So sociological point one is that we are social animals.  Excluded we feel fear, accepted and included we feel comfort.  Point two is that laughter is social.  Here (and in many other situations) it’s a kind of tension-meter.  There ad had no joke that I was laughing at.  It was just a release from tension.  No tension, no laughter.

The ad also illustrates “definition of the situation.”  The rigged set-up shatters the couples’ standard definition of going to the movies. They are anxious not just because they are different but because they nave no workable definition and therefore no clear sense of what to do. 

Finally, the ad raises the issue of stereotypes.  Stereotypes may actually have some general statistical accuracy.  The trouble is that the stereotype converts a statistical tendency to absolute certainty.  We react as though we expect all members of the stereotype to be that way all the time or most of the time.  Is it reasonable when you see 148 bikers to be fearful even to the point of leaving (I think some of the couples didn’t take the available seats)?  You don’t need to have read Hunter S. Thompson  to know there is some truth in the image of bikers as above the mean on violence.  But in a theater where you find them quietly awaiting the movie?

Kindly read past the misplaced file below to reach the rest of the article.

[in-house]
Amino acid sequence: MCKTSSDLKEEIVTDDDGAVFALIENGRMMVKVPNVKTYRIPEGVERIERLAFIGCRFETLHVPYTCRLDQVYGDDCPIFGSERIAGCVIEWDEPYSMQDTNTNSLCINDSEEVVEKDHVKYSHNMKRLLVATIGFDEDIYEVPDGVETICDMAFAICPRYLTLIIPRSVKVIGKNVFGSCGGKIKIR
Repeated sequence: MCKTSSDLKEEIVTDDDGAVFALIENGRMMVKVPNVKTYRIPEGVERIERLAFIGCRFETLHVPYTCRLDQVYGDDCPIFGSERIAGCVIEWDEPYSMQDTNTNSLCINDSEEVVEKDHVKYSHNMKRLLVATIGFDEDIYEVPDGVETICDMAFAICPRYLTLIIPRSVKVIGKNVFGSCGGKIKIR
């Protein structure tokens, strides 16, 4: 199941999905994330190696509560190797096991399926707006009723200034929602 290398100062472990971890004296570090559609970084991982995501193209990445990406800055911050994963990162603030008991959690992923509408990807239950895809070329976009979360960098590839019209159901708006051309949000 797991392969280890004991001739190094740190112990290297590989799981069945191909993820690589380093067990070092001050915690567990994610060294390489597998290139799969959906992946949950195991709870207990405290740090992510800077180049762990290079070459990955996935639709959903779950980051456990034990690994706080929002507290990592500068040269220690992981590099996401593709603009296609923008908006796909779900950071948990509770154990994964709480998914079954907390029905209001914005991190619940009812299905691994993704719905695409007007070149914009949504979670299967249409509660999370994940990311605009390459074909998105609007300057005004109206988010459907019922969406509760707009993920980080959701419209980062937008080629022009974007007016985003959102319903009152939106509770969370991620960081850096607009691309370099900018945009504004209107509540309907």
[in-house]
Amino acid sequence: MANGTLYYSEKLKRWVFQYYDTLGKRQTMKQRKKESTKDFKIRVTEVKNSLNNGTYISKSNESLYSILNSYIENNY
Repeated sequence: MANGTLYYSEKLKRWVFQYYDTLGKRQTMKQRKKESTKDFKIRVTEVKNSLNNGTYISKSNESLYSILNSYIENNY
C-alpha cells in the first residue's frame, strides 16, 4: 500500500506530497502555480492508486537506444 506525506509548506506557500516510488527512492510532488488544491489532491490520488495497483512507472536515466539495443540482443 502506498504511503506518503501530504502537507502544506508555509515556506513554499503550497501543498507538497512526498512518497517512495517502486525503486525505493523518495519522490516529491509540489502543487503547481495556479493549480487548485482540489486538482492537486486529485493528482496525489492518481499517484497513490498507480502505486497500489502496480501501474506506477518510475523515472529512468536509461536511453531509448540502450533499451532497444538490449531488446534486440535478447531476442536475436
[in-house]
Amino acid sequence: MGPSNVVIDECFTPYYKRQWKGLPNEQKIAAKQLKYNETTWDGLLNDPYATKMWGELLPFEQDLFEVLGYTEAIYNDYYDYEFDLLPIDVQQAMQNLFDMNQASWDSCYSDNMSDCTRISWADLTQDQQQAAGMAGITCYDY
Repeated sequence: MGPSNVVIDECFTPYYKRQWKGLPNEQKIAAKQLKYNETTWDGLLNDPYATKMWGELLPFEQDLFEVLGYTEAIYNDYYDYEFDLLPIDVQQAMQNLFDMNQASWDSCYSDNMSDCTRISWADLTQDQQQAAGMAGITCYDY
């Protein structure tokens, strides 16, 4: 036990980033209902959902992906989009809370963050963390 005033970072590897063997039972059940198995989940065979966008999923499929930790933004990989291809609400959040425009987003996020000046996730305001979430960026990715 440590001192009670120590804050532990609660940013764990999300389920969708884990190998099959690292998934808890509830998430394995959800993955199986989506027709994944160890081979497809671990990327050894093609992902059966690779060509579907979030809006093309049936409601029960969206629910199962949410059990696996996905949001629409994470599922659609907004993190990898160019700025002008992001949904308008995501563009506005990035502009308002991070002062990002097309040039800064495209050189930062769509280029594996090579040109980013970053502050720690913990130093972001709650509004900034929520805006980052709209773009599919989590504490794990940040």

What other sociological ideas does the ad suggest?

If You’re Going to Use Anecdotal Data, At Least Choose the Right Anecdotes

December 26, 2011
Posted by Jay Livingston

For instance isn’t proof.  So goes the old saying (Yiddish? Navaho? Confucian?).

Every semester in every course, I tell students that although anecdotal data can be useful for illustrating a general truth, a few selected cases don’t prove anything.  So the argumentum ex anecdotum (pardon my made-up Latin) bothers me, especially when it comes from a social scientist.

Here’s a letter in today’s Times.
Ian Ayres and Aaron S. Edlin write, “It would be bad for our democracy if 1 percenters started making 40 or 50 times as much as the median American.”

Are Bill and Melinda Gates a great threat to democracy? Jeff Bezos? Oprah Winfrey? Mayor Michael R. Bloomberg? I fail to see how those who have amassed great fortunes in America threaten American democracy.